Rejecting a Western-centered view of the world (Putin's last speech in the Kremlin was official confirmation) deprives those who favor the West of this informal but extremely important social status. Moreover, what's happening now in the former Soviet Union will lead to new political forces with greater vitality, which will be harder to compete with than aging Duma deputies. Physical separation from the West doesn't bode well for them. It means the loss of a trusted ally, who for two decades has invariably helped with support, funding, and a kind word. Under certain circumstances, this support could well be converted into real political influence.


Changing the rules of the game usually hits those who established those rules. Any assertions of Russian civilizational independence and separation from the West will inevitably weaken our pro-Western liberal movement. What is perhaps most striking is that some of the movement's leading representatives are focused on reviving in the public mind Russia’s "secondary" role in world history.


Yuliya Latynina, for example, presented in the pages of Novaya Gazeta the following thesis: through the development of technology alone, the West proves its civilization supremacy (above all, Latynina is inspired by the creation of devices like the iPhone), and attempts by "totalitarian regimes" (including Russia) to make "cultural values" a core tenet of their civilization are just pathetic attempts to hide their own wretchedness.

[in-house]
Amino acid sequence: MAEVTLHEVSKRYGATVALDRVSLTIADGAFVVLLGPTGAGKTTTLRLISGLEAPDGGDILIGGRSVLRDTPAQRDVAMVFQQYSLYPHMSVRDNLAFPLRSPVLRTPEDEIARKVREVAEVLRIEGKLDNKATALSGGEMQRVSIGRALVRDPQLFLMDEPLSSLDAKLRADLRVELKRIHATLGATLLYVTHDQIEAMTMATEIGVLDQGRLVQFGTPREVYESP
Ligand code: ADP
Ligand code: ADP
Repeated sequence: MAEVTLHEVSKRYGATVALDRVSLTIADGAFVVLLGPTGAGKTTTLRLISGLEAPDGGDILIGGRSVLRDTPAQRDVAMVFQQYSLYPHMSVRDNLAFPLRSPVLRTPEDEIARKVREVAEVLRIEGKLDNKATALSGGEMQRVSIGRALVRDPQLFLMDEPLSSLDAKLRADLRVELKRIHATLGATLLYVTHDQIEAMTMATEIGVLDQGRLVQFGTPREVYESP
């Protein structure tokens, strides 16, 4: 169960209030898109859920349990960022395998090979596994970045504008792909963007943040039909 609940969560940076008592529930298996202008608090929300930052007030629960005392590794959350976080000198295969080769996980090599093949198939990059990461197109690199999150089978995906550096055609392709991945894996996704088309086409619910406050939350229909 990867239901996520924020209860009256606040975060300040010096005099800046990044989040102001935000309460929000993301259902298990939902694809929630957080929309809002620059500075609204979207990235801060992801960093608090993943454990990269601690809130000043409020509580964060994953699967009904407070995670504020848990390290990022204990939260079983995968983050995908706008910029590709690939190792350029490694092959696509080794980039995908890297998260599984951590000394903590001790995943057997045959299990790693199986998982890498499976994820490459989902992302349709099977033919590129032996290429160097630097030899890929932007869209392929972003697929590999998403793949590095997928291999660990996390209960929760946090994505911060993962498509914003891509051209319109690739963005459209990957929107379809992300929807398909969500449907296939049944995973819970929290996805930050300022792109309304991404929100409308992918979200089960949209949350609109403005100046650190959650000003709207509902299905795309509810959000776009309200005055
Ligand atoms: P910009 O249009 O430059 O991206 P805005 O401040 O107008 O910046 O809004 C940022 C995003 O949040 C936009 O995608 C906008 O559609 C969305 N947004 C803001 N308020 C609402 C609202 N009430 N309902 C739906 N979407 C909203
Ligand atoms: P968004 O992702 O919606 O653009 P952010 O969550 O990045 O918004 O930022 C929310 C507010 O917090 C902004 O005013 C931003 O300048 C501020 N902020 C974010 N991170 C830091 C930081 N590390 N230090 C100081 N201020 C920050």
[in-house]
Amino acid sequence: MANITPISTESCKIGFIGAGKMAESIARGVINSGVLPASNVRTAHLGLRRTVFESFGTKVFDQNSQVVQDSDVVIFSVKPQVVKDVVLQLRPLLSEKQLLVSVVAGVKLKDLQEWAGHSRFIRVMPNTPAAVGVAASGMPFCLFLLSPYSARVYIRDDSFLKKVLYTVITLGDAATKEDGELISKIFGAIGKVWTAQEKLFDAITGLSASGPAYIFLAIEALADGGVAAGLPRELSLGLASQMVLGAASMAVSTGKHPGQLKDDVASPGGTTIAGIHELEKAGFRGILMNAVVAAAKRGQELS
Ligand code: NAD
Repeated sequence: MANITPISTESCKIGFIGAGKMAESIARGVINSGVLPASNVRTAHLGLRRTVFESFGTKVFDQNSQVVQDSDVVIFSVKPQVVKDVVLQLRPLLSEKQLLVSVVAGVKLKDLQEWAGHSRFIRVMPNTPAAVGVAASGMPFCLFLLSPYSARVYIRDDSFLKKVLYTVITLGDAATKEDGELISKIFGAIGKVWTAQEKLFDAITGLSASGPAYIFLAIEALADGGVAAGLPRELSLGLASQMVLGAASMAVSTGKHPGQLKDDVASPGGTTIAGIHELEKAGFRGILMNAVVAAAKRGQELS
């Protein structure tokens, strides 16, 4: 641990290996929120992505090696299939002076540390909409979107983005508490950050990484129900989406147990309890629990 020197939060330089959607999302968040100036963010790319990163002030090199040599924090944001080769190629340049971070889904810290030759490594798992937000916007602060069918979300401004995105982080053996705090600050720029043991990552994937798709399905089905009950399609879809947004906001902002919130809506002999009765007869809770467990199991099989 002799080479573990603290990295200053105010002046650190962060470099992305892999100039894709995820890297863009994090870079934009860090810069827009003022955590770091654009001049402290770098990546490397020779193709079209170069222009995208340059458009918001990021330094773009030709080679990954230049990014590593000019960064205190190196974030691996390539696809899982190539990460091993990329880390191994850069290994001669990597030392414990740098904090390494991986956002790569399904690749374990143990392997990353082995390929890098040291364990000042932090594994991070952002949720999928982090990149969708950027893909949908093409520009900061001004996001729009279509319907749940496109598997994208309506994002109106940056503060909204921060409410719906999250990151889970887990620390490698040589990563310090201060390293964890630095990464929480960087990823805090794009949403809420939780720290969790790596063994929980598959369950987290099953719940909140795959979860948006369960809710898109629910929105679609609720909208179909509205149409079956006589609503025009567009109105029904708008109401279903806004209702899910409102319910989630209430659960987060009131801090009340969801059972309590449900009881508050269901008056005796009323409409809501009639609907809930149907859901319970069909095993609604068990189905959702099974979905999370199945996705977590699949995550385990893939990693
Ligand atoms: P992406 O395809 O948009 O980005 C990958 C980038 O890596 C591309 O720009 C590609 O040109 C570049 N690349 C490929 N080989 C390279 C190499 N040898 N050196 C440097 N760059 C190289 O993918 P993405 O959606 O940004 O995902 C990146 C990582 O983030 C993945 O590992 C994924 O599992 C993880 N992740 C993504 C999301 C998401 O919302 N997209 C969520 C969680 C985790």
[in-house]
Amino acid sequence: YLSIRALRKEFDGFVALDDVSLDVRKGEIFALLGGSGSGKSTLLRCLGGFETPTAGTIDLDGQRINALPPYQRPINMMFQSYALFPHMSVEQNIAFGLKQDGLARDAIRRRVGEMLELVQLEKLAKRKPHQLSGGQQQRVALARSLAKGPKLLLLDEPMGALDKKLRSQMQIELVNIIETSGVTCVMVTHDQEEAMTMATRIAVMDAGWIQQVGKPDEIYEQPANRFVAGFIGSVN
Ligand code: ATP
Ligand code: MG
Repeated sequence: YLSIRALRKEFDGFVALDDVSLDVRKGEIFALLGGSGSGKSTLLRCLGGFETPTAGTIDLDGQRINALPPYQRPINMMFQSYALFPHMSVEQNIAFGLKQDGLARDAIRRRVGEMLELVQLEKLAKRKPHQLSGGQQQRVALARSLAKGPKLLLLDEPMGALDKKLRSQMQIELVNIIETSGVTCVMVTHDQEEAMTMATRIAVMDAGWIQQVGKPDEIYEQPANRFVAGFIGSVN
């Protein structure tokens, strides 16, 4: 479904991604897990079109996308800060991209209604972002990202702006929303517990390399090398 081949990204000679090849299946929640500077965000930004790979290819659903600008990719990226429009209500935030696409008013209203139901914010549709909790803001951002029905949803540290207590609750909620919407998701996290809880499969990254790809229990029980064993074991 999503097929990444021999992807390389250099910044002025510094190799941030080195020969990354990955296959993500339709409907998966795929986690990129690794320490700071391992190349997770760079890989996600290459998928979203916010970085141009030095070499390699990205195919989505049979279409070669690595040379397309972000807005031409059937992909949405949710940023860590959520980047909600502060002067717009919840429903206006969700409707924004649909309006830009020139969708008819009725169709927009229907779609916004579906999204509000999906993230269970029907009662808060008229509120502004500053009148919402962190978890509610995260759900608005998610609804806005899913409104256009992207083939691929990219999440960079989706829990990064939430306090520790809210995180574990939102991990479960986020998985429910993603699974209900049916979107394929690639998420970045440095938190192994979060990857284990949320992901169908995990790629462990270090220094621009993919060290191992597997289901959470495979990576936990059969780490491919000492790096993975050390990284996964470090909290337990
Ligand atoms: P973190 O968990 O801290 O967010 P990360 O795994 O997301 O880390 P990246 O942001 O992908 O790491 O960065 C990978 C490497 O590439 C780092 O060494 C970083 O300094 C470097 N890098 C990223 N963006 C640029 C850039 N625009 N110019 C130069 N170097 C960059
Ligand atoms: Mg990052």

Realizing the futility of responding to these kinds of arguments, I will nevertheless remark that in the early 1940s, the most technologically advanced government in the world was Nazi Germany, and the processing of human material in the death camps was carried out by the latest technology.

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Recently, I had a chance to talk with a retired Russian politician who worked in the Kremlin for more than a decade beginning in the mid 90s. When it comes to politics and economics, he’s as liberal as they come. However, when it comes to breaking with the West, he says unambiguously that there is no other way: